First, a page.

The recent rush of automakers pairing up with indigenous Chinese automakers to meet tough new EV production mandates may come to a happy end for those producers as the government is mulling plans to allow them to set up shop alone.
The Chinese government is considering reversing decades-old policy requiring automakers looking to do business there to partner with Chinese companies. The move would apply only to EV makers in the country’s free-trade zones, according to Bloomberg.
Still in its preliminary stages, the move would allow a company like Tesla to set up a wholly owned operation in China, which is the biggest market in the world for EVs. It is a significant policy reversal for the country, if it comes to pass.
While carmakers have become accustomed to finding local partners to work with during the past two decades, they’ve recently been in a rush to find more tie-ups due to the government’s demand that electric vehicles must make up a quarter of all new vehicle production by 2020.
(GM’s Barra pushes for government help with China EV sales. For the story, Click Here.)
For example, Ford Motor Co. is with talking with Anhui Zotye Automobile Co. about a deal while Volkswagen AG is teaming up with Anhui Jianghuai Automobile Group Corp. Representatives from Ford and VW told Bloomberg that a policy change would be welcome, but it’s too early to speculate on what it could mean.
The Ministry of Commerce, which handles China’s policy governing foreign direct investments, said it will “actively implement the opening up of the new-energy manufacturing sector to foreigners, together with other departments under the direction of the State Council.”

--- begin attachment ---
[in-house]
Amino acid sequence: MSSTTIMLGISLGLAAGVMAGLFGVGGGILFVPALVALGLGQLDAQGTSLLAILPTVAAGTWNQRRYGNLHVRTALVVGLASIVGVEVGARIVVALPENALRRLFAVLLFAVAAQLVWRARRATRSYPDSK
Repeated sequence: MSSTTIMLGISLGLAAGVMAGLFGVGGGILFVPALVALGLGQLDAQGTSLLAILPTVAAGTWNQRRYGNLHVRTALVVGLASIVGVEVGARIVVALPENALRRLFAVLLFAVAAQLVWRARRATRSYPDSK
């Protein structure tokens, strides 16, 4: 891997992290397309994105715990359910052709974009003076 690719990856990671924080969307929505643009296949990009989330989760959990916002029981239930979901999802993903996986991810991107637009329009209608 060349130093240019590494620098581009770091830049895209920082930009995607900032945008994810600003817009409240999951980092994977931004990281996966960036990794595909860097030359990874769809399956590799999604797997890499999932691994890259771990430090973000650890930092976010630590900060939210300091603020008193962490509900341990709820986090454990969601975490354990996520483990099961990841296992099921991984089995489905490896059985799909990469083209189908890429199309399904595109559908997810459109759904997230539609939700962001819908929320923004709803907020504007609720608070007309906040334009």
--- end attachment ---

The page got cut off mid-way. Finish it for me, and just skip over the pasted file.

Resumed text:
Bloomberg reported that the ministry also referred to a notice issued in August by the State Council, or cabinet, in which it directed government agencies to broaden foreign investor access to areas including new-energy vehicle manufacturing.
The move comes on the heels of proclamations by officials that they might consider eliminated the use of gasoline- or diesel-powered vehicles in the years ahead, following in the footsteps of other countries like Norway, France and the United Kingdom.
(Click Here to see more about China possibly banning internal combustion engine-powered cars.)
The push is on as China continues to battle air quality issues in its largest cities as the number of cars bought by citizens continues to rise. The regional governments have attempted different solutions, including restricting the number of gasoline- or diesel-powered cars that can be purchased by residents.
However, it’s all been to no avail. Several EV makers have sought to get into the Chinese market, Tesla perhaps being the most prominent; however, they are reticent to share their proprietary technology with Chinese partners. Tesla’s already had a rough start in China where it had to fight a counterfeit company who claimed to hold the naming rights for “Tesla.”
Despite the move by automakers to try to meet guidelines is likely to require more than this potential shift in policy by the government. GM CEO Mary Barra believes they’re going to need to provide some substantial incentives to consumers to lure them behind the wheel.
Barra, who was speaking at company event in Shanghai recently, said the move toward new-energy vehicles, or NEVs, will require the government to entice a market that is very comfortable with gasoline-powered cars to make the switch along with viable products.
She said that GM would work with “the timetable of governments” on the mandates, but the goal would only be hit if the government played a role with consumers.
(Automakers plead with China to delay EV mandates. For the story, Click Here.)
Barra noted the new mandates, combined with the government’s recent assertion that it may ban gasoline-powered cars altogether, did provide urgency for the automaker to develop a plan to introduce at least 10 new NEVs for the China market by 2020 and open a battery plant this year with domestic partner SAIC Motor Corp Ltd.